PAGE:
Inside the Art of Negotiation Understanding What It Takes to Make a Deal
Throughout my legal career, my interests have been diverse, but my goal has always been to get the best possible result for my clients. One client, a CEO of a $5 billion company, helped me understand one of my strengths that has since become one of my passions. He told me that I was quite a skilled negotiator. After thinking about his comment, I realized I am most at home when I’m negotiating. I love the chess match that takes place in these sessions: the push and pull, the jockeying for position, the compromise, and the thrill of the deal. I am proud to be able to offer my years of negotiating experience to my clients to get them the best possible outcome for their executive retention agreements. Most importantly, I bring with me the innate ability to know when to stop or when to push things a little further to get those results. These techniques can only be learned through countless hours of tense negotiations. You have to know when to call a bluff and when to fold, so to speak. For example, you wouldn’t go to a car dealership and immediately offer them top dollar for a vehicle. On the other side of the coin, they wouldn’t immediately try to sell you the car for the price they bought it for. I have the unique ability to find a middle ground that
Around the time when these realizations began to take hold, I was having lunch with a talented colleague who would later become the general counsel for a major Fortune 500 company. But before he held that title, he took a job offer for a respectable but less lucrative position. He explained to me that in his talks with this employer, he felt he had no ground to stand on. He wanted the job and looked forward to performing it, and the benefits were decent
agreements. They are concerned the ruffled feathers may not be easily smoothed. This is why people seek my counsel. Instead of them taking the blame for being a jerk, I get blamed as the hard-ass lawyer. I have no fear of taking the tough position and assuming the role of the no-nonsense negotiator. I’m always prepared to fight, and I’m more than happy to do it. At the end of the day, if you’re not willing to walk away from a deal, you’re bound to get the short end of a business transaction. After years of negotiating countless deals, I’ve learned you can’t always have everything you want, but you can have most of it if you negotiate well. Most of the executive professionals I work with are extremely intelligent and skilled business negotiators, but they aren’t good negotiators for themselves . That’s where I come in. To learn more about what Mailly Law can offer you, give us a call at 714-384-6531 or visit our website anytime at www.maillylaw.com. We’re ready to talk when you are.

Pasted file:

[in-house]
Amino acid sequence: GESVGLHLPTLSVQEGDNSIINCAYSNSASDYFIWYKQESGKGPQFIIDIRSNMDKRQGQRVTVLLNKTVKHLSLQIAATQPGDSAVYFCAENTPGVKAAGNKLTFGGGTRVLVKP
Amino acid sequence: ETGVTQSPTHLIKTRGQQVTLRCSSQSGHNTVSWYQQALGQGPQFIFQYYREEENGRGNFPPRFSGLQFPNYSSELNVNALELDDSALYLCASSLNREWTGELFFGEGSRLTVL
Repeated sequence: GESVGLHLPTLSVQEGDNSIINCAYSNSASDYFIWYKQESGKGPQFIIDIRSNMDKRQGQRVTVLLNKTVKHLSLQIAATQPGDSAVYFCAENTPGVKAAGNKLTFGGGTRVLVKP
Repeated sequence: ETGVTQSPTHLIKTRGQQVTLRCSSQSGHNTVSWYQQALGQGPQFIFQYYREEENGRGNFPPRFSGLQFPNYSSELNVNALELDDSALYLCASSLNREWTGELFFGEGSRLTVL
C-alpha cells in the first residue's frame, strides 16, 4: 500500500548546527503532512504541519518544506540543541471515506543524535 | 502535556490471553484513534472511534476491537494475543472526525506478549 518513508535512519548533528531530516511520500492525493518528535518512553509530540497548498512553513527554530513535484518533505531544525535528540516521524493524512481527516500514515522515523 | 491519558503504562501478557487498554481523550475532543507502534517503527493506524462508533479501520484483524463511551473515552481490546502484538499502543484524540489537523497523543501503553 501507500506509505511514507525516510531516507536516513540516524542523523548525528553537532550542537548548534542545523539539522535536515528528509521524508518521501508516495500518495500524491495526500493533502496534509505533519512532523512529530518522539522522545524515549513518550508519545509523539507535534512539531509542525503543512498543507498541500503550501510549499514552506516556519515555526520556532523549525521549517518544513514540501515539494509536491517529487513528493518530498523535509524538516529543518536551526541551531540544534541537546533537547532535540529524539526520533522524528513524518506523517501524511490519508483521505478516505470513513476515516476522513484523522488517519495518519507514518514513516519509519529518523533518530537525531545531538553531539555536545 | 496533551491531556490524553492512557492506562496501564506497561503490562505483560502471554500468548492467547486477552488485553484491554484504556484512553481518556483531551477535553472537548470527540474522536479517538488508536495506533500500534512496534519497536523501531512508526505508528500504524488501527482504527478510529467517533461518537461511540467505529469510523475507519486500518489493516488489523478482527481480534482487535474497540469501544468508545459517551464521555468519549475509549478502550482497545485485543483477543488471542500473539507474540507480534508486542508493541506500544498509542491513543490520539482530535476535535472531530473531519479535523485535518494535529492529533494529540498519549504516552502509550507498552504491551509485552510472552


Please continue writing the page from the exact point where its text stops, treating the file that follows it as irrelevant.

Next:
“I am proud to be able to offer my years of negotiating experience to my clients to get them the best possible outcome for their executive retention agreements.”
works for both parties. Although, the way I see it as a fierce competitor, there is usually some semblance of a loss at the end. I work hard to see to it that my client isn’t on the losing end. Though I have taken some strong positions on behalf of my CEO clients, I have never lost a job offer for a client because I know when the fine line shouldn’t be crossed.
enough, but he didn’t know where to draw that line and how to negotiate for everything he deserved. He just didn’t have it in him to be hard-nosed with his new employer. Many people, even senior executives, fear they will negatively impact their future association with an employer if they take a hard-line position while negotiating their employment
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